As mentioned in my last post, a business meeting down in Windsor presented me with the perfect opportunity to visit the WWT London Wetland Centre. The site covers 42 hectares and used to be an old water treatment works. After years of landscaping and regeneration the centre is now designated as an SSSI and is one of the best urban sites in Europe from which to view wildlife. I highly recommend becoming a member of the WWT to support sites such as these. The cost involved is not large and I personally have made my money back at least ten fold in terms of the free visits that I have made to the various sites around the country.

My main target species for the day was believe it or not a Parrot, or a Ring-necked Parakeet to be precise. This is the UK’s only naturalised Parrot, and is heavily confined to the south-east of England. As such I had never seen one. Much to my surprise my first sighting came as I drove into the car park with a further three individuals sighted as I got out of the car, squawking loudly as they flew overhead. In fact it turned out that the car park was the best place to see these birds as I only heard them inside the reserve and never saw them. My best pictures were taken whilst I was stood next to a coach of school children, shortening my life considerably in the process due to the exhaust fumes.

Inside the entrance a very friendly and noisy male House Sparrow stood obligingly, whilst two juvenile Coots were prowling the restaurant tables. These young birds have clearly realised that they are on to a good thing, and were incredibly tame. What a diet of cake crumbs and dropped chips will do for their health though I can only imagine. I was also fortunate to get very close and personal with a Grey Heron, who had not yet fled the board walk area due to the early hour and lack of disturbance. For a good few minutes I stood almost eye to eye with this magnificently elegant creature before moving on to allow it to find a more secluded place for the day.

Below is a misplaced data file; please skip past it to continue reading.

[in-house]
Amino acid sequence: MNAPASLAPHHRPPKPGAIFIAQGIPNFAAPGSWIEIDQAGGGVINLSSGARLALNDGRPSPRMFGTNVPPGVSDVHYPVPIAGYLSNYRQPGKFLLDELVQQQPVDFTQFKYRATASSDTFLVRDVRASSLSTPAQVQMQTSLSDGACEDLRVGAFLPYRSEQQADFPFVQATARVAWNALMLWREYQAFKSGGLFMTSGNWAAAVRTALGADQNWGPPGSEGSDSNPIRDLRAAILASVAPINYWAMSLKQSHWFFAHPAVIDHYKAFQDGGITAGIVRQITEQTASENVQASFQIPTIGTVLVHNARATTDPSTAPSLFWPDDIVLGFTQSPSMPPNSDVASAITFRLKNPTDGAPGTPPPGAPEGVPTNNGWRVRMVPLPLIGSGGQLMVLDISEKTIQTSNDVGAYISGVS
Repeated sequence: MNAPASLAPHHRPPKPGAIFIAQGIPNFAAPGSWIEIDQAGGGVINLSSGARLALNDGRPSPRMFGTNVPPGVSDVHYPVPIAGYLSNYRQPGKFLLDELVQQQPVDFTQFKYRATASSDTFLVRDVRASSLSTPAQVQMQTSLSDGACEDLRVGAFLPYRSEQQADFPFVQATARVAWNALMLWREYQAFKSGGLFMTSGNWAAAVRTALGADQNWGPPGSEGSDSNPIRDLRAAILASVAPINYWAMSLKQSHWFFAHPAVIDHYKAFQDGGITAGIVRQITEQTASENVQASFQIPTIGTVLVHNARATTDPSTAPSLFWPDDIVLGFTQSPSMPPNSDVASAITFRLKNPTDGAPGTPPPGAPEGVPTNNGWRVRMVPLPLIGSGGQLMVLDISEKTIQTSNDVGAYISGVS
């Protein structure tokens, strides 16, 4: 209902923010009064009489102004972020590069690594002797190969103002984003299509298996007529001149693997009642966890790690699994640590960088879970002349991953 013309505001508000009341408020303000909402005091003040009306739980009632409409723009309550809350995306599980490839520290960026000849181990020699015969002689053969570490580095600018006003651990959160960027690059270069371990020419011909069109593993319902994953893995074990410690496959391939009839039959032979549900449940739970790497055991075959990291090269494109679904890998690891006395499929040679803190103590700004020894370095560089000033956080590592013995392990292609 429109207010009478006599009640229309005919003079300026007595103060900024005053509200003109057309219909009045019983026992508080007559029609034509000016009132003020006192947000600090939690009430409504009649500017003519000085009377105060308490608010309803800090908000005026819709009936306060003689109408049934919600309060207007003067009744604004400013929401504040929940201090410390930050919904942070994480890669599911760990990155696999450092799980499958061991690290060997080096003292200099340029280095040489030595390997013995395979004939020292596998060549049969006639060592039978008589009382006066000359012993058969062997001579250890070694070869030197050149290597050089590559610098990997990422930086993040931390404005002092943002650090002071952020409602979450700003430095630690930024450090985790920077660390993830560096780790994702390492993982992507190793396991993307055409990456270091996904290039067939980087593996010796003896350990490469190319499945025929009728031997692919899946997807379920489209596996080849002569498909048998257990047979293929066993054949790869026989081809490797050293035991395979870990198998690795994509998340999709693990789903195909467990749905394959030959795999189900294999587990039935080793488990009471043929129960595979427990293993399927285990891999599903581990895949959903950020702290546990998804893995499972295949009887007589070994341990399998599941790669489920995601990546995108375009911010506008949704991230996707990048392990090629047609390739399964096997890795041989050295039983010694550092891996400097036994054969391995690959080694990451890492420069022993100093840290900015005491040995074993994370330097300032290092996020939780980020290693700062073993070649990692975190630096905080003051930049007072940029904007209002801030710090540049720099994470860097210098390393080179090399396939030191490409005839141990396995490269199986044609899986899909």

The highlight of the day was the aforementioned Blue Tit fledglings who all left the nest whilst I was stood beneath. My attention was drawn to the spot by the noisy chatter of the adult birds, who at this time were still bringing food back to the nest. Within minutes the feeding had ceased and the adults moved to a nearby bush and began to issue a continual high squeak which I presume to be a calling cry. The first juvenile popped his head out and spent the next few moments gradually edging further and further out of the nest hole. Eventually he almost dropped out of the nest and became instantly hidden from view in the undergrowth. Over the next ten minutes the entire brood left, leaving behind a strangely empty feeling given how much life had been present so recently.

The main lagoons at the reserve were full of the signs of spring, with Lapwings, Coots and Moorhens all having young hatchlings in tow. My first terns of the year came in the form of ten or so Common Terns who are presumably nesting at the site. Overhead were good numbers of Swift, House Martin and Sand Martin, though strangely no Swallows. I’m not sure if this is a species that is properly absent or if I was just unlucky not to see any. If other visitors could let me know I’d be interested to hear from you.

Photography wise I managed to get some excellent shots of a Little Grebe which was fishing just in front of one of the hides. The lighting was absolutely perfect and I am chuffed with the results. Elsewhere on the reserve were Ringed Plover, Redshank, Pochard, Tufted Duck and Reed Bunting as well as large numbers of singing Reed, Sedge and Willow Warblers. Also making a good racket were the Starlings who issued a loud shriek each time they flew overhead, beaks stuffed with insects for their offspring. Overall it was a very enjoyable visit and I recommend it be added it to your list of things to do when visiting London.


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